Truth revealed on Lockerbie bomb timer
THE top-secret document at the heart of the Lockerbie bombing appeal confirms beyond doubt the bomb timer was supplied to countries other than Libya, Scotland on Sunday can reveal.
The document also gives "considerable detail" on how the use of a small bomb concealed inside a radio-cassette recorder was consistent with Palestinian terrorists rather than Libyans, according to a prominent legal source who has seen the paper.
Important pillars of the Crown's case against Abdelbaset Ali Mohmed al-Megrahi, the Libyan serving life for the atrocity, are "knocked down" by the contents of the document, added the source.
Last week, during a three-day hearing in Edinburgh, Scotland's senior judge, Lord Hamilton, and two of his colleagues listened to legal arguments about whether Megrahi's defence should be allowed to see the document, which was passed to the UK by a foreign power.
The UK Government, represented by Advocate General Neil Davidson QC, is opposing the defence application. Lord Advocate Eilish Angiolini has indicated she would hand it to the defence team but for the public interest immunity status afforded to it by Westminster.
The existence of the document emerged during the Scottish Criminal Cases Review Commission's exhaustive three-year investigation into whether Megrahi may have suffered a miscarriage of justice when he was convicted of the murder of 270 people.
The information in the document was a key part of the Crown's case that the timer used in the bomb was supplied only to Libya. It also appears to confirm that the method of attack was typical of a Palestinian terror cell in Germany.
Scotland on Sunday's source confirmed: "The document dispels any doubts about the supply of MST-13s (timers] elsewhere."
He added: "There is considerable detail about the method used to conceal the bomb. The use of a small Semtex bomb concealed inside a Toshiba radio-cassette recorder was not linked to Libyan terror activity, but to the Popular Front for the Liberation of Palestine – General Command (PFLP-GC), the first suspects in the case."
The source conceded these matters had been "aired previously or pointed to by other evidence" but added: "(It] puts that evidence on another footing because it gives it 100% credibility because of where it comes from.
"I don't think, in itself, it either clears Megrahi or proves anyone else was responsible, but there is material that would undoubtedly be helpful to his defence and, in isolation, would lean away from the Crown's case and the verdict of the judges."
The source declined to reveal which country had provided the information. But, last night, another well-placed source said there were new and compelling indications that it may have been provided by Germany and contained information from an Iranian defector, Abolghasem Mesbahi.
The MST-13 timer used in the bomb was made by Swiss firm Mebo. Its co-owner, Edwin Bollier, has made it clear that the timers were supplied to others, including the Stasi, the former East German secret police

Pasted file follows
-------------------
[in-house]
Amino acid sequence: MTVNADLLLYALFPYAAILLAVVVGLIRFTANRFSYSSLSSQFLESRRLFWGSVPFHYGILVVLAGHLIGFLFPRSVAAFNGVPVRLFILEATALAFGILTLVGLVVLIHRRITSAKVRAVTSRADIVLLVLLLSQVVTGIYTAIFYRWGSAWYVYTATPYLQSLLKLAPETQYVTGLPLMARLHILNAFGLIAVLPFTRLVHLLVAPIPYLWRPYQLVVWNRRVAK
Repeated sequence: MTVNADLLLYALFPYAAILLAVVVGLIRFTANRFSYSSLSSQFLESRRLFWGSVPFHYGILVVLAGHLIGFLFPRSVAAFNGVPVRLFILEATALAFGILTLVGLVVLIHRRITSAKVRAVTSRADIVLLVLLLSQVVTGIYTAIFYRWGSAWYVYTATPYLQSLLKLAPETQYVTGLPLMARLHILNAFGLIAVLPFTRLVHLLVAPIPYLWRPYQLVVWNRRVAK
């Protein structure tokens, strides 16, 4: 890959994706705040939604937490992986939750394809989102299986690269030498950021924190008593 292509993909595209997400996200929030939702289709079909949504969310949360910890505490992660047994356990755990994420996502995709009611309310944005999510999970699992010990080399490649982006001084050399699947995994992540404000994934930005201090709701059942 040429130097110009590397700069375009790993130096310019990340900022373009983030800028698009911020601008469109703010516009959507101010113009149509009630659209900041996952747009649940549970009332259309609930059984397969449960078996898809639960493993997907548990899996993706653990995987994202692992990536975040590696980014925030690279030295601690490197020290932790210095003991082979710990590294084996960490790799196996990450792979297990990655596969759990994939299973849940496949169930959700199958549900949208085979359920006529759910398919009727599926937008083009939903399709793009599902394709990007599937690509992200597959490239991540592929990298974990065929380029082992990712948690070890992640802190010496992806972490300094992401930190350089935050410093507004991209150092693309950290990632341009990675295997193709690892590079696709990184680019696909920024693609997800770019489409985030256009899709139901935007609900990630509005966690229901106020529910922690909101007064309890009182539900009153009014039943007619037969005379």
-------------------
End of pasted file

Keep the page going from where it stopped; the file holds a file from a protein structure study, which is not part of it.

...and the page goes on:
German intelligence would certainly be able to provide evidence of the Stasi's links to Mebo, and to the PFPL-GC's use of Semtex in Toshiba radio-cassette recorders.
In October 1988, two months before Lockerbie, the German secret police cracked a PFPL-GC cell operating in Neuss and recovered four such devices. The bomb-maker, Jordanian Marwan Khreesat, told German agents that a fifth device had been removed from the flat he was working in by the cell's leader, Hafez Dalkamoni, prior to their raid.
It was never recovered and many, including Khreesat himself, believe it was his device that brought down the flight over Lockerbie.
Mesbahi has provided the Germans with intelligence that has enabled them to clear up terror crimes, but he was discredited by the UK when he was put up as a potential witness at the trial of Megrahi and his co-accused, Al Amin Khalifa Fhimah, who was cleared.
In 1996, Mesbahi claimed the bombing had been ordered by his former masters in Tehran, not Tripoli, and it is believed that the document was handed over to the Foreign Office later that same year.
There is growing suspicion among Lockerbie experts that the document could even provide the UK with a way to get Megrahi out of jail without facing a re-trial and thorough examination of aspects of the case that would embarrass the Crown Office and Westminster.
It is possible Megrahi will be freed this year on the fairly straightforward grounds published by the SCCRC. The normal practice in such a landmark case would be to order a retrial, but that has the potential to discredit the UK and the US on the world stage.
However, if Megrahi's conviction were quashed and the appeal court ruled he could not have a fair re-trial without the hidden material going to his defence, he would be freed on those grounds and the matter would eventually draw to a quiet conclusion.
Dr Jim Swire, who lost his daughter, Flora, in the Lockerbie bombing, said he was concerned that the document might prove to be more important than its contents. He said: "If the document is not available to the defence at the appeal, then that appeal will be seen around the world, quite rightly, as unfair.
"The significance is likely to be not in the content, but on the impact it will have on the process, unless we can crack the impasse we're in."
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